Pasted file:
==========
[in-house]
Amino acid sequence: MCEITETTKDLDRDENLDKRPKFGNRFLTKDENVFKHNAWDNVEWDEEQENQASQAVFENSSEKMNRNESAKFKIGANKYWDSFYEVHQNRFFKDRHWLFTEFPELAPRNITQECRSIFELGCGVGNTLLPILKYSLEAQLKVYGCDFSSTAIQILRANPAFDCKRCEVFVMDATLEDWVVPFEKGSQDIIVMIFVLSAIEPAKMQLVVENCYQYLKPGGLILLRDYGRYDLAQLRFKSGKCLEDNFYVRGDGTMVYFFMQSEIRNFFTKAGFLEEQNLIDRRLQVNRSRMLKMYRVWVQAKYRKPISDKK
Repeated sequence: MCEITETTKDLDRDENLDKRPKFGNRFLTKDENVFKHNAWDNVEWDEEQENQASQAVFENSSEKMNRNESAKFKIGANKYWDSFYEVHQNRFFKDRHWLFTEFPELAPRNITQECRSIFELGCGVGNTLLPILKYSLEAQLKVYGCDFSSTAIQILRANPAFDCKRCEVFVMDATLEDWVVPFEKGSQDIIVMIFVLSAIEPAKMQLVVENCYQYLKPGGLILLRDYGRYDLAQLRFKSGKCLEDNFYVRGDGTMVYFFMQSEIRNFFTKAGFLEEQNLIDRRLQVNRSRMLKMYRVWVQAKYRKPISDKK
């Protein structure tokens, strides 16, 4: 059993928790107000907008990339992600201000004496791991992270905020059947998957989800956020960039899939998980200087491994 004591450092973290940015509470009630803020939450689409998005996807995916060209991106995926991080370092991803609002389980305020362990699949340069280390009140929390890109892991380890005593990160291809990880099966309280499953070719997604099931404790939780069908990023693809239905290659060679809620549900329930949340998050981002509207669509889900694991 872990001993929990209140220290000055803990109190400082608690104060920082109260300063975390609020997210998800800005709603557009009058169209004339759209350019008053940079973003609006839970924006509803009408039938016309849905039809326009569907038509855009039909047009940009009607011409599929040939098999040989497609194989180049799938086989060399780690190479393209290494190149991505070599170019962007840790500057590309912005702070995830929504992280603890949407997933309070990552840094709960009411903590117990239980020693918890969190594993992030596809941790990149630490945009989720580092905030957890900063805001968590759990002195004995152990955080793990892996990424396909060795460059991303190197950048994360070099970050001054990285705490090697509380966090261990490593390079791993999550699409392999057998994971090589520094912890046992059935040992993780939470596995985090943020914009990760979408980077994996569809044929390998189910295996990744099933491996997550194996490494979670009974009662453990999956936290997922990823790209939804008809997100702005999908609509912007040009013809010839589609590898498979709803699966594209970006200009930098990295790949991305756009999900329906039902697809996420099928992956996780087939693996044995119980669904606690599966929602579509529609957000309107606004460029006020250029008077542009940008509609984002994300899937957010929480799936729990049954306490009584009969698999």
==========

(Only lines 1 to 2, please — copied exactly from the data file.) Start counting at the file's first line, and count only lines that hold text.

[in-house]
Amino acid sequence: MCEITETTKDLDRDENLDKRPKFGNRFLTKDENVFKHNAWDNVEWDEEQENQASQAVFENSSEKMNRNESAKFKIGANKYWDSFYEVHQNRFFKDRHWLFTEFPELAPRNITQECRSIFELGCGVGNTLLPILKYSLEAQLKVYGCDFSSTAIQILRANPAFDCKRCEVFVMDATLEDWVVPFEKGSQDIIVMIFVLSAIEPAKMQLVVENCYQYLKPGGLILLRDYGRYDLAQLRFKSGKCLEDNFYVRGDGTMVYFFMQSEIRNFFTKAGFLEEQNLIDRRLQVNRSRMLKMYRVWVQAKYRKPISDKK